“” How to be a Complete Hitter: Three Key Areas to Improve

How to be a Complete Hitter: Three Key Areas to Improve

| Blog Article, Hitting
Reading Time: 6 minutes

Written by John Soteropulos, Hitting Trainer

Bat speed is king, but deep down, we all know there’s a lot more that goes into successful hitting. At Driveline, we’ve spent the last three years searching for these answers, and this fall we’re ready to unveil our method for training the complete hitter:

The Big 3

  1. Bat Speed
  2. Bat-to-Ball Skills (Smash Factor)
  3. Swing Decisions or Approach

What are each of these metrics and how do we use the Big 3 system at Driveline? This blog will answer these questions as well as provide insight into how we are currently integrating the Big 3 with our in-gym hitters. Onward!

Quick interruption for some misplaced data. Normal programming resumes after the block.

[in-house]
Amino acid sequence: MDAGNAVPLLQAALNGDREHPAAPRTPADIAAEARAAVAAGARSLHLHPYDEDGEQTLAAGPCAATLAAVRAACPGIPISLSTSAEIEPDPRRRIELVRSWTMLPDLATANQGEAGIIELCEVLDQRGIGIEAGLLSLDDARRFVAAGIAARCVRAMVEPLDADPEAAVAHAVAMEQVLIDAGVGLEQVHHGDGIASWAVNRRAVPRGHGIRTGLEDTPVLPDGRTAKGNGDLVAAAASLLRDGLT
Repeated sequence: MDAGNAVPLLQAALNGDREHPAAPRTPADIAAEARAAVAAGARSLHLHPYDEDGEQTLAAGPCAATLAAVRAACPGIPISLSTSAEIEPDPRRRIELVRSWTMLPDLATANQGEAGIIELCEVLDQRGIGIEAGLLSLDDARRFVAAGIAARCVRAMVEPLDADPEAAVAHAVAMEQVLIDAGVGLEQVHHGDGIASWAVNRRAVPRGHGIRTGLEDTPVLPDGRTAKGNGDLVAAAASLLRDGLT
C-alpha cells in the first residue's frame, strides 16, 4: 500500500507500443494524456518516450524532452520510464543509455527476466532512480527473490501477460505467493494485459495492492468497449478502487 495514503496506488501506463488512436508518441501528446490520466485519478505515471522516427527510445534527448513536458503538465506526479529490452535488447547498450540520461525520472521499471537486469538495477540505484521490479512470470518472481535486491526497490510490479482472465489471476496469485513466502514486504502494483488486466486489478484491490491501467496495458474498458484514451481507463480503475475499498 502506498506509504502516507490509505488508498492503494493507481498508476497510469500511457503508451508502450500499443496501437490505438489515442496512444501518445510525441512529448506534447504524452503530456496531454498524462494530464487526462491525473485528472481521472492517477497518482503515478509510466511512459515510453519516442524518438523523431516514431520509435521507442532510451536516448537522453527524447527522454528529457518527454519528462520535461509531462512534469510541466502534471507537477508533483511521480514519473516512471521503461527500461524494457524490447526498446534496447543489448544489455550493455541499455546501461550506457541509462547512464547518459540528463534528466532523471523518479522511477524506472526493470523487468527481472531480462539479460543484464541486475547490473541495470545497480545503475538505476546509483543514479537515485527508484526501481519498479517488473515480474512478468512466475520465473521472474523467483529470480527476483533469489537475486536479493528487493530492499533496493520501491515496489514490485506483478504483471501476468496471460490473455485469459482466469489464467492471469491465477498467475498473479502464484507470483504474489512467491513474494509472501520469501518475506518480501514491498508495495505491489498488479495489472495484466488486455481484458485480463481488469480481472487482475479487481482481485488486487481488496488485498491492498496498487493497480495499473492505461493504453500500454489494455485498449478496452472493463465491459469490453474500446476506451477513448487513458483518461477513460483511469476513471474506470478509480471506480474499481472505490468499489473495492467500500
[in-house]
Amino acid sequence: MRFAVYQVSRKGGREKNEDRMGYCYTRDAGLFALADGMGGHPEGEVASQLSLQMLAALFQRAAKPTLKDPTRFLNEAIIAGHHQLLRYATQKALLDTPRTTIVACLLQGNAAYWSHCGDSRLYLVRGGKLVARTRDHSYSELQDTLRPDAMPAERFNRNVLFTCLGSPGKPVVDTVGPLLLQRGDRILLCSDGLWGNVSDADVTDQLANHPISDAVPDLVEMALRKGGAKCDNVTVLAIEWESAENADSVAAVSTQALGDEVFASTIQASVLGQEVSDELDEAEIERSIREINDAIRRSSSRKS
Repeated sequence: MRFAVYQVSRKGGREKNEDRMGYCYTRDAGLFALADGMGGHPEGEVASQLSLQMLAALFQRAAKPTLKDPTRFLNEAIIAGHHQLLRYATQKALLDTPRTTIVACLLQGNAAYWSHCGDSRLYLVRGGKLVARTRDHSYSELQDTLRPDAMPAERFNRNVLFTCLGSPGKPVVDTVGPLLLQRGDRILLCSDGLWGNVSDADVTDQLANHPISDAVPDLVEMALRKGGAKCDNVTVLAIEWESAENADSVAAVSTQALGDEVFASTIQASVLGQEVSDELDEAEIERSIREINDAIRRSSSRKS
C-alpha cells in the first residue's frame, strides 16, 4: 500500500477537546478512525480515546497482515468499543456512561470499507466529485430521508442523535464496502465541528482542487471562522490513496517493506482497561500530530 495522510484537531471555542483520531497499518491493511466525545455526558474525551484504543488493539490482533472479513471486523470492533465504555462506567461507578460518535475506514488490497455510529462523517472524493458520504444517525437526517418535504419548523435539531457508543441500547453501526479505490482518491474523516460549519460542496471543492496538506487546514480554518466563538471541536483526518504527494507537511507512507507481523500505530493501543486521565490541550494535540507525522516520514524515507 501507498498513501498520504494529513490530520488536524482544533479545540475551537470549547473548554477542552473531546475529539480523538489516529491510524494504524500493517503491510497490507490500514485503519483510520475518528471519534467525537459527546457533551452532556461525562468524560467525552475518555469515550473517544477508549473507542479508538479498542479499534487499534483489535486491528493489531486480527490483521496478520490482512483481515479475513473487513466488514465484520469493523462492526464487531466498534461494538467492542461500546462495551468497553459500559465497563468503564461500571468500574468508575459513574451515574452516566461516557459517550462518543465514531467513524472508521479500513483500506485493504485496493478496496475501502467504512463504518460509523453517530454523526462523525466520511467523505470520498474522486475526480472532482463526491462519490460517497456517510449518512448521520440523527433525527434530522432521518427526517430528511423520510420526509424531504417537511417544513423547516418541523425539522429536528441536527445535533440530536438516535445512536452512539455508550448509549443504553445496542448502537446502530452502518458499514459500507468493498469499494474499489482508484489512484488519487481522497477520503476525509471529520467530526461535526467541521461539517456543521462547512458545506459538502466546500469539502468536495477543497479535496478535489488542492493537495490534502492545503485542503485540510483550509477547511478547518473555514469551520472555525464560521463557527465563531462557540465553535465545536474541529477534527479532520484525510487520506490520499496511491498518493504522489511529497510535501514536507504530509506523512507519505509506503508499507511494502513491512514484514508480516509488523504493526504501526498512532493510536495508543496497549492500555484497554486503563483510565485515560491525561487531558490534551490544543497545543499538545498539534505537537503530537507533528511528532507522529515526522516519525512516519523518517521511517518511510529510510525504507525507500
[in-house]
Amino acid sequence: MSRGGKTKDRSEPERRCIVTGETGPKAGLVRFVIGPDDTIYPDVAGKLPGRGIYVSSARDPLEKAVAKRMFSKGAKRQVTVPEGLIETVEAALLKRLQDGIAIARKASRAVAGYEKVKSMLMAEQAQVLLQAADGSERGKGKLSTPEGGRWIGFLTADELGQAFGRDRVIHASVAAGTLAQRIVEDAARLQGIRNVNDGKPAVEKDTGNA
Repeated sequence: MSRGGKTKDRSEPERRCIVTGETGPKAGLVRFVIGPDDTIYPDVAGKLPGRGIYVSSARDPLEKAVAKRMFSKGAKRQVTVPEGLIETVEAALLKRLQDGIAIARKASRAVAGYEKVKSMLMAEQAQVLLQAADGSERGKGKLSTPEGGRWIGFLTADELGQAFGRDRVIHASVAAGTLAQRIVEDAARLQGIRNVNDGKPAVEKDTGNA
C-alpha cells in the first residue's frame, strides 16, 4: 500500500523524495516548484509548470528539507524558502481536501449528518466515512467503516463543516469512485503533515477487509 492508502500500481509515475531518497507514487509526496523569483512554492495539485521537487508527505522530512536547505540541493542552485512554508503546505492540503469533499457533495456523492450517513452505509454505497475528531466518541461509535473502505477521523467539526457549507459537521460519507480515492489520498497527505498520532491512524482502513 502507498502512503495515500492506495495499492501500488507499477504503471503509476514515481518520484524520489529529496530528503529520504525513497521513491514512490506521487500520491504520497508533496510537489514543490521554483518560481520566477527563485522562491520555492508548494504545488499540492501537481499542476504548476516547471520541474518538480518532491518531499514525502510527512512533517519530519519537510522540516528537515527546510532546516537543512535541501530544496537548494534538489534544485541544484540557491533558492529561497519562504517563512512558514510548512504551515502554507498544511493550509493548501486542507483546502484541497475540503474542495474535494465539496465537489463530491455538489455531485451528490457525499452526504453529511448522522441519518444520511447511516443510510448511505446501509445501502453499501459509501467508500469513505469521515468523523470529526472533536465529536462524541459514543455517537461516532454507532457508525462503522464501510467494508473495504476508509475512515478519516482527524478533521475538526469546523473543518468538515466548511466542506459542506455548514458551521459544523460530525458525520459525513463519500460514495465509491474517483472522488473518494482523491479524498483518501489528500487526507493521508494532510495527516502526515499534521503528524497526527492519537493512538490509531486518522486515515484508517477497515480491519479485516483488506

Foundations of Hitting

30 modules teaching you everything we know about hitting and hitting mechanics.

Bat Speed

PlayerTop 8th
Bat Speed
Giancarlo Stanton115.281.3
Vladimir Guerrero
Shohei Ohtani110.779
Aaron Judge111.779
Ronald Acuna111.478.6
Nelson Cruz110.678.4
Fernando Tatis Jr.110.378.1
Pete Alonso110.278.1
Mike Zunino110.478
Franmil Reyes109.677.8
2021 Bat Speed Leaderboard
(MLB Average = 74.5mph)

When discussing the Big 3, we have to remember that bat speed is weighted more heavily than bat-to-ball skills or smash factor. Our Hitting Analyst, Noah Thurm, said it best:

“A hitter’s bat speed sets their ceiling and their floor. Their smash factor and swing decisions will determine where they live between these two.”

The ability to swing the bat fast cannot be understated. Bat speed is to hitters as velocity is to pitchers. Throw the ball harder and you improve your chances for positive outcomes; swing the bat faster and you improve your chances for positive outcomes (all things being equal, which they rarely are).